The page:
Review: The Book of Life by Deborah Harkness


The Book of Life (All Souls Trilogy #3)

by 

561 pages

Published July 15th 2014 by Viking Adult 


After traveling through time in Shadow of Night, the second book in Deborah Harkness’s enchanting series, historian and witch Diana Bishop and vampire scientist Matthew Clairmont return to the present to face new crises and old enemies. At Matthew’s ancestral home at Sept-Tours, they reunite with the cast of characters from A Discovery of Witches--with one significant exception. But the real threat to their future has yet to be revealed, and when it is, the search for Ashmole 782 and its missing pages takes on even more urgency. In the trilogy’s final volume, Harkness deepens her themes of power and passion, family and caring, past deeds and their present consequences. In ancestral homes and university laboratories, using ancient knowledge and modern science, from the hills of the Auvergne to the palaces of Venice and beyond, the couple at last learn what the witches discovered so many centuries ago.

I remember how much I enjoyed the first two books in the All Souls Trilogy and I feel sad. The long detailed descriptions charmed me in a way I cannot describe and I loved the general slow pace of the story. It is rather confusing how the same things I loved about the rest of the series made absolutely annoyed with it conclusion.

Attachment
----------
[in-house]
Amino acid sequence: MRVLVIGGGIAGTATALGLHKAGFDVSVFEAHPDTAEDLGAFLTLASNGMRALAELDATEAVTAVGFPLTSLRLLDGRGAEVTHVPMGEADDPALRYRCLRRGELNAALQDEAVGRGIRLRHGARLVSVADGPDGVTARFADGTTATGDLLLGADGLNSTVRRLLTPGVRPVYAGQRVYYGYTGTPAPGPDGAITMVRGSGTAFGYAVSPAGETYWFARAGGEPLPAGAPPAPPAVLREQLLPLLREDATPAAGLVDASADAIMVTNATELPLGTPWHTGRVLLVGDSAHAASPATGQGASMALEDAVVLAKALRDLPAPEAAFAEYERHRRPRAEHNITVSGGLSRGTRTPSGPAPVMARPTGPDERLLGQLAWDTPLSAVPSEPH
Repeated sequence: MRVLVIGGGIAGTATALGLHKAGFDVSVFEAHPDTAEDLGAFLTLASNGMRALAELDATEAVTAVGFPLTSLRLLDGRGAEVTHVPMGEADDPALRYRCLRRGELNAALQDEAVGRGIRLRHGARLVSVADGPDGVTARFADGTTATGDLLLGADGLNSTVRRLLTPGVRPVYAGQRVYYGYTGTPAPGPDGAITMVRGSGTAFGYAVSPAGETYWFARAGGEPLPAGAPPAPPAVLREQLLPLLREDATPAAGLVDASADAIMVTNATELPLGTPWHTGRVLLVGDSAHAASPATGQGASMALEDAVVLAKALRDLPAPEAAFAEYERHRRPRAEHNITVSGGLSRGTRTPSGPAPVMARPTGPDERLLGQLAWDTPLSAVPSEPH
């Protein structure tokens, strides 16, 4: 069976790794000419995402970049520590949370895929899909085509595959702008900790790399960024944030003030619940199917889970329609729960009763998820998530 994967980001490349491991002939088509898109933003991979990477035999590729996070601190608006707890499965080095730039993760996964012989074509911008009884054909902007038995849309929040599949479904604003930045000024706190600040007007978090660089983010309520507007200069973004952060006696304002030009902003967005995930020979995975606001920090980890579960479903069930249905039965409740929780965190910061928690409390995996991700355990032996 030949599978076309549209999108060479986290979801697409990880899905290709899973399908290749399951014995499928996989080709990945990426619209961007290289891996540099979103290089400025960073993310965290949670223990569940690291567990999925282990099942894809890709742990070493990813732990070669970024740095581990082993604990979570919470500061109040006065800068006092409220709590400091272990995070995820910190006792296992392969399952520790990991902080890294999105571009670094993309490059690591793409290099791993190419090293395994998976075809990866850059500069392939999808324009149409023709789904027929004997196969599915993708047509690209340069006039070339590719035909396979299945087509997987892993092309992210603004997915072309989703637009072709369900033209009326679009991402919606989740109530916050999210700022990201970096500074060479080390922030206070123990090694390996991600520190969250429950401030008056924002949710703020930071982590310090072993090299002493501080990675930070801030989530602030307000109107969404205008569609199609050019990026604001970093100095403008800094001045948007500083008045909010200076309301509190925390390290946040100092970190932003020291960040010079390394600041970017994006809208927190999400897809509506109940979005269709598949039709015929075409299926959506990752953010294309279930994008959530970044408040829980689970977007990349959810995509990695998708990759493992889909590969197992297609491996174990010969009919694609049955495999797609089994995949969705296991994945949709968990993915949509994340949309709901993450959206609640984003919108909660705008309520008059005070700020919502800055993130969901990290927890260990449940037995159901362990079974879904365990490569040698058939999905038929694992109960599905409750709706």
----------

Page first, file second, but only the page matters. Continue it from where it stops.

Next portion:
Reading a massive book of more than 500 pages requires devotion. For you to be engaged in the story, it has to make you feel that it is worth finding out what happens. However, the majority of this book seemed rather pointless to me. The answers I had eagerly waited for were unsatisfactory and sometimes even not given. It saddens me to admit the only reason I made the decision of finishing the book was my stubborness. I simply did not wish to abandon a trilogy when I had passed a quarter of its final book. 

Since two years had passed since the publication of the previous volume, I was rightfully afraid I would not remember the characters and plot. This was not the case. All the important characters and key story elements were still there in my head, waiting to be triggered by reading page after page. But I must say the author didn't make it easy for me. So many new characters were introduced and old minor characters re-entered the story that confused me to no end. 

All the action takes place in the last 10% of the book. The rest of it? Boring conversations between characters, irrational decisions being made, dragging the story to the point where I just didn't care anymore. 

What probably saved a little of the book was the author's obvious writing talent. Everything sounds wonderful, the book is very well written in terms of language use... but it's just that. Like the delicious-looking fake cakes you see in sweetshops - they are not edible so rather pointless when your mouth is watering.

Some people seem to have enjoyed it, so if you want to know how the story ends, you should give it a try.

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